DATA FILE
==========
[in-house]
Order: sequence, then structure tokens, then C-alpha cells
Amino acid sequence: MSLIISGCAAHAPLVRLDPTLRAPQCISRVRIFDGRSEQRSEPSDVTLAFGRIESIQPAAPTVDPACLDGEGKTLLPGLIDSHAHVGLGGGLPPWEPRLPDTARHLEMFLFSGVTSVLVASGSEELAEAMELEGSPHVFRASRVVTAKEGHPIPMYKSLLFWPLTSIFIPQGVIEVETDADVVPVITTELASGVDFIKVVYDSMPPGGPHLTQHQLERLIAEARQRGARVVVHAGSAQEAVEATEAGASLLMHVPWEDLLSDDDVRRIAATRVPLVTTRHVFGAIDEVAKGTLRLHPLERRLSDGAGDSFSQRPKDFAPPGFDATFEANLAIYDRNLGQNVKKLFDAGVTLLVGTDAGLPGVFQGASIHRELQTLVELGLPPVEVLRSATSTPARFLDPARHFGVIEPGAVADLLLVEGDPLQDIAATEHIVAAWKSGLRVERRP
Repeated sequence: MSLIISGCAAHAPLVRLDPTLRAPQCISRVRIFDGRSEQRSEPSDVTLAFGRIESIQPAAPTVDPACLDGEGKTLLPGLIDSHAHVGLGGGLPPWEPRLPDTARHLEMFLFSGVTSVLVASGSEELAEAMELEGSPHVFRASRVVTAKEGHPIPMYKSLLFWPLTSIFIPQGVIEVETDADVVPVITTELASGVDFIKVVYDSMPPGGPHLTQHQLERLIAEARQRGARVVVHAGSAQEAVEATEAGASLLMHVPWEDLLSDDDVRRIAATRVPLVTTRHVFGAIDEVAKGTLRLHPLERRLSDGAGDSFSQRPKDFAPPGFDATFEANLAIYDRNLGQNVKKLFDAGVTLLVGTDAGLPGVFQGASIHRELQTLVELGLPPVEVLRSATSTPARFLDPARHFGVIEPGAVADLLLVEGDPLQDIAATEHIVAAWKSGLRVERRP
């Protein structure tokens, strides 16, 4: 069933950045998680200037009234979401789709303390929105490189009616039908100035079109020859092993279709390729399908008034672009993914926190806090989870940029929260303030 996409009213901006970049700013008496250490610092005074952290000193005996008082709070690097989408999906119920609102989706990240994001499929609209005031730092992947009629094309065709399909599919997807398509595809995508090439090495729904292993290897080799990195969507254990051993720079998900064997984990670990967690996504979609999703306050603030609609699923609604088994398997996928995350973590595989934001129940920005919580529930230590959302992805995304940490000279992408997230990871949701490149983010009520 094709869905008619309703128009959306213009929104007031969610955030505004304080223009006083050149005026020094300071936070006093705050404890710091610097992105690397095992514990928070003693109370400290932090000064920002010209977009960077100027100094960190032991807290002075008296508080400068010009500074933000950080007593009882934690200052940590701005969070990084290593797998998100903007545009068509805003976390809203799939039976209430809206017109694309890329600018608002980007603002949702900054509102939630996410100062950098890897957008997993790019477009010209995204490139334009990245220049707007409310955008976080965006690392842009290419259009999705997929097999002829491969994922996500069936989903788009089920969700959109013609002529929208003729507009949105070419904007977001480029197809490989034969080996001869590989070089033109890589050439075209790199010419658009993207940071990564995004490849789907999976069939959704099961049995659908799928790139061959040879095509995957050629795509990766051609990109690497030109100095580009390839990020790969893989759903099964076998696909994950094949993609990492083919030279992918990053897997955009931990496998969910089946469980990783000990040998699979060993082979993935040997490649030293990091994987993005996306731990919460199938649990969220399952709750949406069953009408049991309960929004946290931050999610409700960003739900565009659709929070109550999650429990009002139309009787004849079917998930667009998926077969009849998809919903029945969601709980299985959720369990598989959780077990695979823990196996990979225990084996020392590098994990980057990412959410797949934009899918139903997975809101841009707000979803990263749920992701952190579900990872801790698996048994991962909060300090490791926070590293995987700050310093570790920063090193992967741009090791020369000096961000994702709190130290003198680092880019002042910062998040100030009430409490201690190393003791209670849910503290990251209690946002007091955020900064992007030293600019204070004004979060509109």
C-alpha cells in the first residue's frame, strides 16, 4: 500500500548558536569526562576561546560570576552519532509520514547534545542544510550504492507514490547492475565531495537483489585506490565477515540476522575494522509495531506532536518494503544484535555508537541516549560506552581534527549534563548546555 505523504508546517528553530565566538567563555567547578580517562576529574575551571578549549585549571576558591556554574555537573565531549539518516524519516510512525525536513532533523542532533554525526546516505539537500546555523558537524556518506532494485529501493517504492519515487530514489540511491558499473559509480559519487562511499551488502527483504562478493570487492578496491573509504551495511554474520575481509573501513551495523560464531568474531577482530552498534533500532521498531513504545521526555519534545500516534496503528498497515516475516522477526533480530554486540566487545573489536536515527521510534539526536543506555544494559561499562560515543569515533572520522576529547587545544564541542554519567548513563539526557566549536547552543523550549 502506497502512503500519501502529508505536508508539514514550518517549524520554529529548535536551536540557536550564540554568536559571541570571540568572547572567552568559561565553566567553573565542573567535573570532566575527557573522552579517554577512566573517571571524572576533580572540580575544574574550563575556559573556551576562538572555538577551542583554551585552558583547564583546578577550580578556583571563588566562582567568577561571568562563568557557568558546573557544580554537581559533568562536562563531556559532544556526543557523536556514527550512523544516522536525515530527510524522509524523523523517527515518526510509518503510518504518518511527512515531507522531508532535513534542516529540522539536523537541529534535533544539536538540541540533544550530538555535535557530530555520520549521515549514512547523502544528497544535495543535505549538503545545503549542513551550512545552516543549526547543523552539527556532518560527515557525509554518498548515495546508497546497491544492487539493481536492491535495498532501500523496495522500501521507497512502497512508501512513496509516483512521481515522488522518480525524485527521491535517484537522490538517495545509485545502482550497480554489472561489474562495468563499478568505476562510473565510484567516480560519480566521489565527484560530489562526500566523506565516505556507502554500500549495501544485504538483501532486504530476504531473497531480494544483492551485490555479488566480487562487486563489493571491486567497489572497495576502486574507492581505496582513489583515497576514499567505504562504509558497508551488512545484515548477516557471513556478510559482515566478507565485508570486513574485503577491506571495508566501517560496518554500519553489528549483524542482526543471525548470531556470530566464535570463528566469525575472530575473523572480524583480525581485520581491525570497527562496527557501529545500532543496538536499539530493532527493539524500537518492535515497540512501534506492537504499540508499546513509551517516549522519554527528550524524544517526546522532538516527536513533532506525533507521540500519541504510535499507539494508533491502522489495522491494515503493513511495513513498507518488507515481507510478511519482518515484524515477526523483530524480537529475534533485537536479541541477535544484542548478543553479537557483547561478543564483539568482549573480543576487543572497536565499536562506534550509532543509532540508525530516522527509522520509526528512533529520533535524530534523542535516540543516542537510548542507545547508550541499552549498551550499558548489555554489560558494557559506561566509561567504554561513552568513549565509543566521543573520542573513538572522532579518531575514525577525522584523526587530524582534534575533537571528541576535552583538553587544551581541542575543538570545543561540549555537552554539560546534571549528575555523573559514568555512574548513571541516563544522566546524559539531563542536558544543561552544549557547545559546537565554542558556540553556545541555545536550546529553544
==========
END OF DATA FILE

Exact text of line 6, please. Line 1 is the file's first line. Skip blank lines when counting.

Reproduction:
C-alpha cells in the first residue's frame, strides 16, 4: 500500500548558536569526562576561546560570576552519532509520514547534545542544510550504492507514490547492475565531495537483489585506490565477515540476522575494522509495531506532536518494503544484535555508537541516549560506552581534527549534563548546555 505523504508546517528553530565566538567563555567547578580517562576529574575551571578549549585549571576558591556554574555537573565531549539518516524519516510512525525536513532533523542532533554525526546516505539537500546555523558537524556518506532494485529501493517504492519515487530514489540511491558499473559509480559519487562511499551488502527483504562478493570487492578496491573509504551495511554474520575481509573501513551495523560464531568474531577482530552498534533500532521498531513504545521526555519534545500516534496503528498497515516475516522477526533480530554486540566487545573489536536515527521510534539526536543506555544494559561499562560515543569515533572520522576529547587545544564541542554519567548513563539526557566549536547552543523550549 502506497502512503500519501502529508505536508508539514514550518517549524520554529529548535536551536540557536550564540554568536559571541570571540568572547572567552568559561565553566567553573565542573567535573570532566575527557573522552579517554577512566573517571571524572576533580572540580575544574574550563575556559573556551576562538572555538577551542583554551585552558583547564583546578577550580578556583571563588566562582567568577561571568562563568557557568558546573557544580554537581559533568562536562563531556559532544556526543557523536556514527550512523544516522536525515530527510524522509524523523523517527515518526510509518503510518504518518511527512515531507522531508532535513534542516529540522539536523537541529534535533544539536538540541540533544550530538555535535557530530555520520549521515549514512547523502544528497544535495543535505549538503545545503549542513551550512545552516543549526547543523552539527556532518560527515557525509554518498548515495546508497546497491544492487539493481536492491535495498532501500523496495522500501521507497512502497512508501512513496509516483512521481515522488522518480525524485527521491535517484537522490538517495545509485545502482550497480554489472561489474562495468563499478568505476562510473565510484567516480560519480566521489565527484560530489562526500566523506565516505556507502554500500549495501544485504538483501532486504530476504531473497531480494544483492551485490555479488566480487562487486563489493571491486567497489572497495576502486574507492581505496582513489583515497576514499567505504562504509558497508551488512545484515548477516557471513556478510559482515566478507565485508570486513574485503577491506571495508566501517560496518554500519553489528549483524542482526543471525548470531556470530566464535570463528566469525575472530575473523572480524583480525581485520581491525570497527562496527557501529545500532543496538536499539530493532527493539524500537518492535515497540512501534506492537504499540508499546513509551517516549522519554527528550524524544517526546522532538516527536513533532506525533507521540500519541504510535499507539494508533491502522489495522491494515503493513511495513513498507518488507515481507510478511519482518515484524515477526523483530524480537529475534533485537536479541541477535544484542548478543553479537557483547561478543564483539568482549573480543576487543572497536565499536562506534550509532543509532540508525530516522527509522520509526528512533529520533535524530534523542535516540543516542537510548542507545547508550541499552549498551550499558548489555554489560558494557559506561566509561567504554561513552568513549565509543566521543573520542573513538572522532579518531575514525577525522584523526587530524582534534575533537571528541576535552583538553587544551581541542575543538570545543561540549555537552554539560546534571549528575555523573559514568555512574548513571541516563544522566546524559539531563542536558544543561552544549557547545559546537565554542558556540553556545541555545536550546529553544